To ask Her Majesty's Government whether they require supermarkets and retail organisations to use supply contracts that are the same for United Kingdom and overseas suppliers; if so, whether they require such contracts to have the same break clauses and penalties; and, if not, whether they will propose such a system, at domestic or European level. [HL386]
In England, contracts are the free expression of the choice of the parties, which are then given effect by law. However, there are exceptions to this general rule—for example, provisions in the Race Relations Act 1976, Sale of Goods Act 1979, Late Payment of Commercial Debts (Interest) Act 1998.
Contracts with overseas companies would be drawn up under the appropriate national laws of contract and any business regulations that apply, and determining which country's legal/regulatory framework would take primacy would be a matter for the parties to the contract. The Government note that such legislation could be in conflict with the free movement principles of the European Union.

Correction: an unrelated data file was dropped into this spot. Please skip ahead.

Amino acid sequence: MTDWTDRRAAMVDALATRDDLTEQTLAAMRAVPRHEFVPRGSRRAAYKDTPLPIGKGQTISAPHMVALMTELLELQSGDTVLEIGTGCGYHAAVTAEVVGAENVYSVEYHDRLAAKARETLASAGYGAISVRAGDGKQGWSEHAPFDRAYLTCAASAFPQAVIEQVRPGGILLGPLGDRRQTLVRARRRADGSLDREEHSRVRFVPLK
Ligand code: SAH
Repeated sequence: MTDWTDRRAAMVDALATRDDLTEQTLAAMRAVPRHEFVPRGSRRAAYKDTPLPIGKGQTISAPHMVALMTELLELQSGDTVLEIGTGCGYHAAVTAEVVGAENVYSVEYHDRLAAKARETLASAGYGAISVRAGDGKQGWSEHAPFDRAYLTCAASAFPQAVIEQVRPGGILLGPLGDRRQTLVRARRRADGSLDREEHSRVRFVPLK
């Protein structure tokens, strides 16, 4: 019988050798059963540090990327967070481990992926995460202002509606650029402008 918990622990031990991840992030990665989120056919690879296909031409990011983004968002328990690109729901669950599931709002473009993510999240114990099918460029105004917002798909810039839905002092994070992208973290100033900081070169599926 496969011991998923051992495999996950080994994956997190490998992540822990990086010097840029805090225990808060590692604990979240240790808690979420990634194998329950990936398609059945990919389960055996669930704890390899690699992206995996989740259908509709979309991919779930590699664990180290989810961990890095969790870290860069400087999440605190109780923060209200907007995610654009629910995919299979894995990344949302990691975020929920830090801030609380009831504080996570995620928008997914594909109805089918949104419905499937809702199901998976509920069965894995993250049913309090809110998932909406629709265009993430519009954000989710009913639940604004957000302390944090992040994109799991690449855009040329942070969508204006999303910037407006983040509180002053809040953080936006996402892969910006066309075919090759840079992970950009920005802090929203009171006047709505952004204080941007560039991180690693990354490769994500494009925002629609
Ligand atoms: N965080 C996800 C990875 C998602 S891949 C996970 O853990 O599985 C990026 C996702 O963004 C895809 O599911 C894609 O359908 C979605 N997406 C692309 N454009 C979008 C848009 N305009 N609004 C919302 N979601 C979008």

On UK retailers' contracts with domestic suppliers, the Competition Commission recently put in place a new Grocery Supply Code of Practice (GSCOP), which comes into effect in February 2010. This is part of the Competition Commission’s recommended remedies to address problems identified in the UK groceries market concerning large grocery retailers passing on excessive risks and unexpected costs to suppliers. The GSCOP, which applies to large UK grocery retailers, requires that retailers keep better records of contracts with suppliers and incorporate the code into supply agreements which will be made available in writing to their suppliers. The code aims to prevent retrospective changes to agreed terms of supply and will extend to agreements between retailers and those who deal with them direct.